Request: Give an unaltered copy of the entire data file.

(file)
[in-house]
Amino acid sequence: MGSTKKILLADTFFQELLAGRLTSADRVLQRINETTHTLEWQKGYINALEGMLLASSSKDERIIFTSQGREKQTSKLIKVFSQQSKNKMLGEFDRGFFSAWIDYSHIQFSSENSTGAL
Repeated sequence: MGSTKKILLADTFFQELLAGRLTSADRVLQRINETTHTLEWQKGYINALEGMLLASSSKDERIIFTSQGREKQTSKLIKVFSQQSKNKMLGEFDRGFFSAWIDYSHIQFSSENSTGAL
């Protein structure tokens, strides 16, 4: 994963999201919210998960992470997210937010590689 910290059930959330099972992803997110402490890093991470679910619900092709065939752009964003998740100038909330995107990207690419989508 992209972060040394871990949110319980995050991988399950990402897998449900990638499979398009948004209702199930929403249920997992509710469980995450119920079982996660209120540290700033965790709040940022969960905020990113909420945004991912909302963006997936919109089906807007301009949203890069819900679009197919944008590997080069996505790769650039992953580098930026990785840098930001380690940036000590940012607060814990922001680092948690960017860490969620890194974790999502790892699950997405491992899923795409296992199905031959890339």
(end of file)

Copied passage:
[in-house]
Amino acid sequence: MGSTKKILLADTFFQELLAGRLTSADRVLQRINETTHTLEWQKGYINALEGMLLASSSKDERIIFTSQGREKQTSKLIKVFSQQSKNKMLGEFDRGFFSAWIDYSHIQFSSENSTGAL
Repeated sequence: MGSTKKILLADTFFQELLAGRLTSADRVLQRINETTHTLEWQKGYINALEGMLLASSSKDERIIFTSQGREKQTSKLIKVFSQQSKNKMLGEFDRGFFSAWIDYSHIQFSSENSTGAL
């Protein structure tokens, strides 16, 4: 994963999201919210998960992470997210937010590689 910290059930959330099972992803997110402490890093991470679910619900092709065939752009964003998740100038909330995107990207690419989508 992209972060040394871990949110319980995050991988399950990402897998449900990638499979398009948004209702199930929403249920997992509710469980995450119920079982996660209120540290700033965790709040940022969960905020990113909420945004991912909302963006997936919109089906807007301009949203890069819900679009197919944008590997080069996505790769650039992953580098930026990785840098930001380690940036000590940012607060814990922001680092948690960017860490969620890194974790999502790892699950997405491992899923795409296992199905031959890339």